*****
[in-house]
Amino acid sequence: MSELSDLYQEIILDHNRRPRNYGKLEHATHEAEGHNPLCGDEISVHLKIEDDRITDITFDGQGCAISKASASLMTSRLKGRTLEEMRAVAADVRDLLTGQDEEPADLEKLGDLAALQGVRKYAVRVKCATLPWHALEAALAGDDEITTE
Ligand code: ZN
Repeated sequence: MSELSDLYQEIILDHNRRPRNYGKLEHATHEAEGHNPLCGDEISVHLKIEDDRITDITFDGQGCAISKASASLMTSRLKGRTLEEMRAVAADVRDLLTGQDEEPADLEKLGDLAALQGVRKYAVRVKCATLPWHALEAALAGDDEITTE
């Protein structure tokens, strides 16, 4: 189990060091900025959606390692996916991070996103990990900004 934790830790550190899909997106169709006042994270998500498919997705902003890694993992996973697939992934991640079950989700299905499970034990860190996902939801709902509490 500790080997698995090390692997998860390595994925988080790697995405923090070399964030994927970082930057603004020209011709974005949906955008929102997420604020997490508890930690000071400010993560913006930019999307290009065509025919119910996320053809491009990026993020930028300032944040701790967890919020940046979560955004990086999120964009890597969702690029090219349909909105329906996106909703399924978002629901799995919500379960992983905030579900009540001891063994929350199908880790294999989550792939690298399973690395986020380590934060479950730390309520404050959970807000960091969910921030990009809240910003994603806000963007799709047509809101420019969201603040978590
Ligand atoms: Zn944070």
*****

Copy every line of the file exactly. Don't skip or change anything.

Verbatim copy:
[in-house]
Amino acid sequence: MSELSDLYQEIILDHNRRPRNYGKLEHATHEAEGHNPLCGDEISVHLKIEDDRITDITFDGQGCAISKASASLMTSRLKGRTLEEMRAVAADVRDLLTGQDEEPADLEKLGDLAALQGVRKYAVRVKCATLPWHALEAALAGDDEITTE
Ligand code: ZN
Repeated sequence: MSELSDLYQEIILDHNRRPRNYGKLEHATHEAEGHNPLCGDEISVHLKIEDDRITDITFDGQGCAISKASASLMTSRLKGRTLEEMRAVAADVRDLLTGQDEEPADLEKLGDLAALQGVRKYAVRVKCATLPWHALEAALAGDDEITTE
């Protein structure tokens, strides 16, 4: 189990060091900025959606390692996916991070996103990990900004 934790830790550190899909997106169709006042994270998500498919997705902003890694993992996973697939992934991640079950989700299905499970034990860190996902939801709902509490 500790080997698995090390692997998860390595994925988080790697995405923090070399964030994927970082930057603004020209011709974005949906955008929102997420604020997490508890930690000071400010993560913006930019999307290009065509025919119910996320053809491009990026993020930028300032944040701790967890919020940046979560955004990086999120964009890597969702690029090219349909909105329906996106909703399924978002629901799995919500379960992983905030579900009540001891063994929350199908880790294999989550792939690298399973690395986020380590934060479950730390309520404050959970807000960091969910921030990009809240910003994603806000963007799709047509809101420019969201603040978590
Ligand atoms: Zn944070």